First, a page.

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What is Ohio’s 911 Good Samaritan Law?

If you have a drug habit – or even just casually indulge occasionally – you’re probably very conscious of the risks. The influx of high-powered “Frankenstein” opioids into the state has a lot of people on all sides of the equation anxious about overdoses.

It’s wise, then, to know your rights and obligations under Ohio’s Good Samaritan laws if someone overdoses in your presence.

You may be protected from arrest if you call 911

Since 2016, the Ohio Revised Code has offered some limited legal protections for people who call 911 when they witness someone overdose. Under the law, you may not be charged with minor drug possession charges (so long as the crime would be a fifth-degree felony or less) if the first responders discover your stash when they arrive.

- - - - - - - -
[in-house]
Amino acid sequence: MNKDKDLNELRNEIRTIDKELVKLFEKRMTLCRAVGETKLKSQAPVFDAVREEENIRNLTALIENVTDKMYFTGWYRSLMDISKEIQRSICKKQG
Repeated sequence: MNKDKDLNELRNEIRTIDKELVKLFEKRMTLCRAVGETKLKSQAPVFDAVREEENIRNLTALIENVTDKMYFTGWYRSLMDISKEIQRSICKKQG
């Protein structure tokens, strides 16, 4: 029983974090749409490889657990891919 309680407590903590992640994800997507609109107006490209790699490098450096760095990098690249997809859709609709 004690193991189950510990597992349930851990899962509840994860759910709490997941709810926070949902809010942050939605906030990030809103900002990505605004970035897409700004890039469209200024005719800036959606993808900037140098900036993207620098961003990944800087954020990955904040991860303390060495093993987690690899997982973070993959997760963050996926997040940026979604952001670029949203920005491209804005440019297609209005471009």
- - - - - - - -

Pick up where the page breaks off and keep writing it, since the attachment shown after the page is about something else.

However, this rule comes with a few major caveats. Those legal protections do not extend to drug paraphernalia, which means you can be charged for having a pipe, needles, scales or baggies in your possession.

In addition, to qualify for immunity from prosecution:

  • You cannot be on parole or probation
  • You cannot have received immunity more than twice before
  • You must seek drug screening within 30 days
  • You must receive a referral to addiction counseling within 30 days
  • You must provide the prosecutor’s office with proof of your screening and referral

Many have suggested that the law doesn’t go far enough to protect a vulnerable population and that drug overdoses would be drastically reduced if the immunity provisions could be broadened – but, for now, this is the only option that you may have.

If you do end up facing charges connected to drug use after making a 911 call to save a friend, make sure that you fully explore all your legal defenses.